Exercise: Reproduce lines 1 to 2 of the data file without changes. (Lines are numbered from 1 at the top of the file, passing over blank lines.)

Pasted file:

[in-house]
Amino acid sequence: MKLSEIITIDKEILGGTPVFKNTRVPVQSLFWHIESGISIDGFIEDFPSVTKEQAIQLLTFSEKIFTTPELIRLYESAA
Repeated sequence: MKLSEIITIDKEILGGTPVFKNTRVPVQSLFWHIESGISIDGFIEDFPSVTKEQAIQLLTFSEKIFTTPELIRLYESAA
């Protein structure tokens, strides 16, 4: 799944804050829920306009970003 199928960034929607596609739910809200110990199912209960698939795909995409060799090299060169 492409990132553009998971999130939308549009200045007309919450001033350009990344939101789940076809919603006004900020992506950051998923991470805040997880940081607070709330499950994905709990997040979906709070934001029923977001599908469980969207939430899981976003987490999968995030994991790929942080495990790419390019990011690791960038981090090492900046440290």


[in-house]
Amino acid sequence: MKLSEIITIDKEILGGTPVFKNTRVPVQSLFWHIESGISIDGFIEDFPSVTKEQAIQLLTFSEKIFTTPELIRLYESAA